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extract

[ verb ik-strakt or, especially for 5, ek-strakt; noun ek-strakt ]
/ verb ɪkˈstrækt or, especially for 5, ˈɛk strækt; noun ˈɛk strækt /
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See synonyms for: extract / extracted / extracting / extracts on Thesaurus.com

verb (used with object)
noun
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Origin of extract

First recorded in 1475–1500; from Latin extractus (past participle of extrahere ). See ex-1, tract1

synonym study for extract

6. Extract, exact, extort, wrest imply using force to remove something. To extract is to draw forth something as by pulling, importuning, or the like: to extract a confession by torture. To exact is to impose a penalty, or to obtain by force or authority, something to which one lays claim: to exact payment. To extort is to wring something by intimidation or threats from an unwilling person: to extort money by threats of blackmail. To wrest is to take by force or violence in spite of active resistance: The courageous minority wrested power from their oppressors.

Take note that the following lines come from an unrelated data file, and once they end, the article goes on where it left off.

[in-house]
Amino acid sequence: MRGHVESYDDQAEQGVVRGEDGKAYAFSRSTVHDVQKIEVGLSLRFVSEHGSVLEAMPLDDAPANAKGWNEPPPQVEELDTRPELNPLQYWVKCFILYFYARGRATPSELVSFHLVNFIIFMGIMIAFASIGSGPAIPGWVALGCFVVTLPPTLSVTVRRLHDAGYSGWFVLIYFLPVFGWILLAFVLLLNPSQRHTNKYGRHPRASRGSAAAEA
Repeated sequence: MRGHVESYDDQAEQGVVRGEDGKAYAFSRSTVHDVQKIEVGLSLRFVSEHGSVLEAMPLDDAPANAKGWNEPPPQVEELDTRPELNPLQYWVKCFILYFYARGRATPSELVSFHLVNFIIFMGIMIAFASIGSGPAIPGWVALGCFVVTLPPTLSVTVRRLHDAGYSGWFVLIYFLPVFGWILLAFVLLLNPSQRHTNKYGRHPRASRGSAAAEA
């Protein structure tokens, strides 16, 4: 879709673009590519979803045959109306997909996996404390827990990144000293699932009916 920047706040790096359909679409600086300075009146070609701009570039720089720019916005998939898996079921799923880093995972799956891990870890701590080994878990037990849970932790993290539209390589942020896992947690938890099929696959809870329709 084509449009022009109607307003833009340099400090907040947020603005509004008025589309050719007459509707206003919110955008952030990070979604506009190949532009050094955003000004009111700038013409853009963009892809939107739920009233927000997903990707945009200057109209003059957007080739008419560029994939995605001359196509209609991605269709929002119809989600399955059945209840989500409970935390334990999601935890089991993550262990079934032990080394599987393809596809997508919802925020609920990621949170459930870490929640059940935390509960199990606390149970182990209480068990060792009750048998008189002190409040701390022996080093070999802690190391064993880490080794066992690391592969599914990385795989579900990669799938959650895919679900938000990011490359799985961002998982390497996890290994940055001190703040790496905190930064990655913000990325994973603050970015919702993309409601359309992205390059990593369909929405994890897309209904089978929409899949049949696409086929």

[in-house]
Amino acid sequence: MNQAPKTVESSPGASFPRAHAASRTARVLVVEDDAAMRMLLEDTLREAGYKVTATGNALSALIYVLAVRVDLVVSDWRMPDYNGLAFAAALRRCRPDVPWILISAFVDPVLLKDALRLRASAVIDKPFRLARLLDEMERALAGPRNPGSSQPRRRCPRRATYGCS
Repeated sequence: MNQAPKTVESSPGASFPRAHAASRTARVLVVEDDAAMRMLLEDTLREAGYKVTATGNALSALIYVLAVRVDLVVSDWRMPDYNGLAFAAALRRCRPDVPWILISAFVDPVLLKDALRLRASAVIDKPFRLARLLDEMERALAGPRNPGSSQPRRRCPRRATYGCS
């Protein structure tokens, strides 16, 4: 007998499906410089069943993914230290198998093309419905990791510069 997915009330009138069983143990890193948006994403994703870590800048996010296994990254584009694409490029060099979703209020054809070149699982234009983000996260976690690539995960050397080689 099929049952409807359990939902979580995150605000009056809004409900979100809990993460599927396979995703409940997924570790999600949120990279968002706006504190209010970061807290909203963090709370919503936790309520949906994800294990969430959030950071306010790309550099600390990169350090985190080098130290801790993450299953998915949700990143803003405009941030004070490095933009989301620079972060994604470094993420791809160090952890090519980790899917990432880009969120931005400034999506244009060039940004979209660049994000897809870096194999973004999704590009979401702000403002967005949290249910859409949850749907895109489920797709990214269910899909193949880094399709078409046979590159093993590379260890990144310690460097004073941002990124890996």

OTHER WORDS FROM extract

Dictionary.com Unabridged Based on the Random House Unabridged Dictionary, © Random House, Inc. 2022

How to use extract in a sentence

British Dictionary definitions for extract

extract

verb (ɪkˈstrækt) (tr)
noun (ˈɛkstrækt)

Derived forms of extract

extractable, adjectiveextractability, noun

Word Origin for extract

C15: from Latin extractus drawn forth, from extrahere, from trahere to drag

usage for extract

Extract is sometimes wrongly used where extricate would be better: he will find it difficult extricating (not extracting) himself from this situation
Collins English Dictionary - Complete & Unabridged 2012 Digital Edition © William Collins Sons & Co. Ltd. 1979, 1986 © HarperCollins Publishers 1998, 2000, 2003, 2005, 2006, 2007, 2009, 2012
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